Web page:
“Crashes are not a good thing and every driver should try their best to avoid having one. But our research did uncover a positive aspect to an otherwise negative occurrence,” says lead researcher Fearghal O’Brien of the National College of Ireland, who conducted the analysis as a postdoctoral fellow at the U.S. National Institutes of Health. “Our data showed that elevated acceleration events – including rapid turns, stops, and other aggressive maneuvering – were higher among those who later crashed compared to those who did not. But these rates declined for at least two months following a crash, indicating safer driving behavior.”
These data are particularly notable, says O’Brien, because of the way they were collected:
“The technologies used meant we did not have to rely on self-report measures of driving behavior. Additionally, this study measured the same participants before and after a crash, unlike most research studies which only have access to participants after the negative event occurs.”
Previous research had indicated the drivers’ risk of crashing is high when they start driving but drops noticeably over the first few years. While age and experience are likely to play a role in this change, O’Brien and colleagues wondered whether involvement with a crash might also influence driving behavior over time.
For the study, the researchers examined data from 254 16- and 17-year-olds who were participating in the Naturalistic Driving Study as part of the Strategic Highway Initiative Program 2. The teenagers’ cars were outfitted with a device that measured acceleration and cameras that recorded their driving from various angles.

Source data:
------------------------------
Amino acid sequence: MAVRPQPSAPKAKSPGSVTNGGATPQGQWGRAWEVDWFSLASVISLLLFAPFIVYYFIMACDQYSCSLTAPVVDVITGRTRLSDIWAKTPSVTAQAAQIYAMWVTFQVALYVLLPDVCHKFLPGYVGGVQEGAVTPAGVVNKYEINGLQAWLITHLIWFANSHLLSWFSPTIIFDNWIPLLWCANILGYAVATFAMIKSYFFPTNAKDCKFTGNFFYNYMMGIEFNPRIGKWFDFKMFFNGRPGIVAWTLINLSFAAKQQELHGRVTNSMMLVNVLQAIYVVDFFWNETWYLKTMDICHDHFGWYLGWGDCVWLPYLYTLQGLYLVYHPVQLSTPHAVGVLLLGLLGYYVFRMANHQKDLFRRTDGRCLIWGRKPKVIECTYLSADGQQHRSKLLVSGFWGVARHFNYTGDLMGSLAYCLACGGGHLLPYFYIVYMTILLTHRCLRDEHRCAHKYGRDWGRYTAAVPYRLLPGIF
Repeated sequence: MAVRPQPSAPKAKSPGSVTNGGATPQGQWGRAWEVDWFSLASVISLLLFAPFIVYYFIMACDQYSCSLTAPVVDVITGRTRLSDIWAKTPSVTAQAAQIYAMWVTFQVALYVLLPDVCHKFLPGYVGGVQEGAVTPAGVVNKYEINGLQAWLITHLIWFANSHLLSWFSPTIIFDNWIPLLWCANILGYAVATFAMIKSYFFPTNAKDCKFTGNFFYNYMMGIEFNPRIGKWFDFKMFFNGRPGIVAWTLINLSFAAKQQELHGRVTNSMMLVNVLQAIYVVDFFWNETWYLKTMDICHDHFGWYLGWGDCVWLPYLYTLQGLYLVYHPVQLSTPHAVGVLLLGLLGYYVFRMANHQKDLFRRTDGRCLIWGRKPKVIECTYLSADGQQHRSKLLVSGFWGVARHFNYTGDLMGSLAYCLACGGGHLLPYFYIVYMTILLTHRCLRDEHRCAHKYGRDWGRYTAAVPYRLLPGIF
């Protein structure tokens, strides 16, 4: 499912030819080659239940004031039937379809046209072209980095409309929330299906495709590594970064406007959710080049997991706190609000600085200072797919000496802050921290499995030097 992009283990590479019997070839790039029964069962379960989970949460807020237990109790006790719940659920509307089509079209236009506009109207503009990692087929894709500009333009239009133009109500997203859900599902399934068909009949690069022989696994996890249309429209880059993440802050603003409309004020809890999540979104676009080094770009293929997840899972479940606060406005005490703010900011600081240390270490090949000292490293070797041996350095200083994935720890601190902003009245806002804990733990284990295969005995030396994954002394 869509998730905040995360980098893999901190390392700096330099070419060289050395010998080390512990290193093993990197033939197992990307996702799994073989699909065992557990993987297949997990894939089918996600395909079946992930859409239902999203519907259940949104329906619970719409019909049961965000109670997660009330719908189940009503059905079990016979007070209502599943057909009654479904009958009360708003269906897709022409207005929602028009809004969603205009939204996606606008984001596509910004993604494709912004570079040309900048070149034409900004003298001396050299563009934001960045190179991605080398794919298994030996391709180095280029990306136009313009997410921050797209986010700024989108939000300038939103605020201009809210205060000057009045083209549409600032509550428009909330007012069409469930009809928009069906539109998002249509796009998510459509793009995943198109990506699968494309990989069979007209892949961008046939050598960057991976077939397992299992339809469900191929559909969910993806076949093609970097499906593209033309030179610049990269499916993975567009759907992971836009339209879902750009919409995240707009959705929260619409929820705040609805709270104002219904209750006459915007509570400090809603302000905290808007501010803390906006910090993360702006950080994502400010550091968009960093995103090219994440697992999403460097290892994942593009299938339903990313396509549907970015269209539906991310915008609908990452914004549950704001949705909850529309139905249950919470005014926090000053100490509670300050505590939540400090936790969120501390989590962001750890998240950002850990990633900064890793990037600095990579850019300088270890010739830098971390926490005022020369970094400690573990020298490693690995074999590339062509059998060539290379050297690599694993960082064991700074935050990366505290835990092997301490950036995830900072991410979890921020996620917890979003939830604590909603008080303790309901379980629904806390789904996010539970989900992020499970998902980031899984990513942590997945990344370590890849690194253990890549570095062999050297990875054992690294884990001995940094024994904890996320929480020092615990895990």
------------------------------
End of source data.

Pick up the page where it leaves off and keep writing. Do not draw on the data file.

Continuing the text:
O’Brien and colleagues decided to focus specifically on the teens’ involvement in police-reportable and severe collisions, which included any accident resulting in significant damage, airbag deployment, injury, or a rollover.
The data revealed that the rate of high-acceleration events – a sign of risky driving – dropped by about 34% immediately after a teen was involved in a severe collision. After about two months, the rate of such risky events tended to increase again, but continued to stay below pre-collision levels.
“An encouraging finding is that this change in driving behavior can happen over a very short time – in just a few days, drivers became much safer,” O’Brien explains. “The finding suggests that young drivers learn from the feedback from a crash.”
The study advances our understanding of the relationship between real driving experiences and actual driving behavior, but this field of research is still in its early stages.
“We need to replicate and expand these findings with other datasets,” O’Brien says. “With more participants, and improved measures, we can examine how long these changes last, and, we hope, develop safer ways to get them to correct their risky driving behaviors.”
The researchers plan to extend this line of research to explore whether the same decrease in risky driving occurs after less severe crashes and whether changes in driving are proportionate to the severity of a crash.